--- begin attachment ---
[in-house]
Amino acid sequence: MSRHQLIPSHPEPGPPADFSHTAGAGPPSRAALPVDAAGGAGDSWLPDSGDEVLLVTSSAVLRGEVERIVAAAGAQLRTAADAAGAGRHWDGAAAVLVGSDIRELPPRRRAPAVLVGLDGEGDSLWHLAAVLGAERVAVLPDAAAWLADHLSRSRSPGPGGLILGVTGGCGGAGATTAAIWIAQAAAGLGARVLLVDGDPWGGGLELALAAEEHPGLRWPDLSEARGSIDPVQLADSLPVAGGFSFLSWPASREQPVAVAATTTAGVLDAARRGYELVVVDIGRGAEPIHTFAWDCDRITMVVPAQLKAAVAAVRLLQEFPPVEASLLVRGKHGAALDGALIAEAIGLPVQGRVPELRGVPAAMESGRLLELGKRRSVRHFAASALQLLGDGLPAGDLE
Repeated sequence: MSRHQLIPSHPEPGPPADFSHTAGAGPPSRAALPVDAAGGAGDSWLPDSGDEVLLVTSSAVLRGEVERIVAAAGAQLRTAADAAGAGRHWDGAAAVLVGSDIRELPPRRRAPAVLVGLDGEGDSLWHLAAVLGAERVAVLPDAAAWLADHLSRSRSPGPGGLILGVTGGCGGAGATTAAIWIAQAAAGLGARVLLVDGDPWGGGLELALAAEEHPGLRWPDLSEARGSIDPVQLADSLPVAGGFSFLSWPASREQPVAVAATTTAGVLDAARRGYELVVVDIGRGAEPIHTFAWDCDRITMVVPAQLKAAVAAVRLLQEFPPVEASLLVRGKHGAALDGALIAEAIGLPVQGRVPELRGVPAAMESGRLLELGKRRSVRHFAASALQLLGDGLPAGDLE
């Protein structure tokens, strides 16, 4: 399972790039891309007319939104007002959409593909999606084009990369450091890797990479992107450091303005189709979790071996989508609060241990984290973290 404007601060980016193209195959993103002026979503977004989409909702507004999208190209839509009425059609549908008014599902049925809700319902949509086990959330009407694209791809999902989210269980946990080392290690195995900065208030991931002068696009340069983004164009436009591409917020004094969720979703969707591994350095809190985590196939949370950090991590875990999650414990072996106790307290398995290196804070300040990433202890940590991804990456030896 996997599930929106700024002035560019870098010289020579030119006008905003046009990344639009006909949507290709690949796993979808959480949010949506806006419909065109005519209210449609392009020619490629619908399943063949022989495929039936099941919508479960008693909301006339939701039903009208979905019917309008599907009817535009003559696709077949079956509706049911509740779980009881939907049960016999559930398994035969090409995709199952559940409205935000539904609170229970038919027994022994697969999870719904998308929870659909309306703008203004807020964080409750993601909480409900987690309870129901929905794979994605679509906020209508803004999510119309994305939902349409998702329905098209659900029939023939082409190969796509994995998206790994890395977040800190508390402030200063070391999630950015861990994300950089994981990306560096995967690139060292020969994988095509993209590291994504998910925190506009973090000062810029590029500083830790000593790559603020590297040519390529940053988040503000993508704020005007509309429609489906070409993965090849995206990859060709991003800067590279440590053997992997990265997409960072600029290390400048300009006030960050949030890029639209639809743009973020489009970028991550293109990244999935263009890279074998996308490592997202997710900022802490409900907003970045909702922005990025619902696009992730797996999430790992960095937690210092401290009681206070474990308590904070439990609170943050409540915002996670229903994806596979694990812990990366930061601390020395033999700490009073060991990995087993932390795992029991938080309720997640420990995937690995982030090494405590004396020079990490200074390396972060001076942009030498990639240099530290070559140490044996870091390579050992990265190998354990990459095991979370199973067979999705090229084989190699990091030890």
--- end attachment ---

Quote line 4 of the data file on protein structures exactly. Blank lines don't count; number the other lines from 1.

């Protein structure tokens, strides 16, 4: 399972790039891309007319939104007002959409593909999606084009990369450091890797990479992107450091303005189709979790071996989508609060241990984290973290 404007601060980016193209195959993103002026979503977004989409909702507004999208190209839509009425059609549908008014599902049925809700319902949509086990959330009407694209791809999902989210269980946990080392290690195995900065208030991931002068696009340069983004164009436009591409917020004094969720979703969707591994350095809190985590196939949370950090991590875990999650414990072996106790307290398995290196804070300040990433202890940590991804990456030896 996997599930929106700024002035560019870098010289020579030119006008905003046009990344639009006909949507290709690949796993979808959480949010949506806006419909065109005519209210449609392009020619490629619908399943063949022989495929039936099941919508479960008693909301006339939701039903009208979905019917309008599907009817535009003559696709077949079956509706049911509740779980009881939907049960016999559930398994035969090409995709199952559940409205935000539904609170229970038919027994022994697969999870719904998308929870659909309306703008203004807020964080409750993601909480409900987690309870129901929905794979994605679509906020209508803004999510119309994305939902349409998702329905098209659900029939023939082409190969796509994995998206790994890395977040800190508390402030200063070391999630950015861990994300950089994981990306560096995967690139060292020969994988095509993209590291994504998910925190506009973090000062810029590029500083830790000593790559603020590297040519390529940053988040503000993508704020005007509309429609489906070409993965090849995206990859060709991003800067590279440590053997992997990265997409960072600029290390400048300009006030960050949030890029639209639809743009973020489009970028991550293109990244999935263009890279074998996308490592997202997710900022802490409900907003970045909702922005990025619902696009992730797996999430790992960095937690210092401290009681206070474990308590904070439990609170943050409540915002996670229903994806596979694990812990990366930061601390020395033999700490009073060991990995087993932390795992029991938080309720997640420990995937690995982030090494405590004396020079990490200074390396972060001076942009030498990639240099530290070559140490044996870091390579050992990265190998354990990459095991979370199973067979999705090229084989190699990091030890």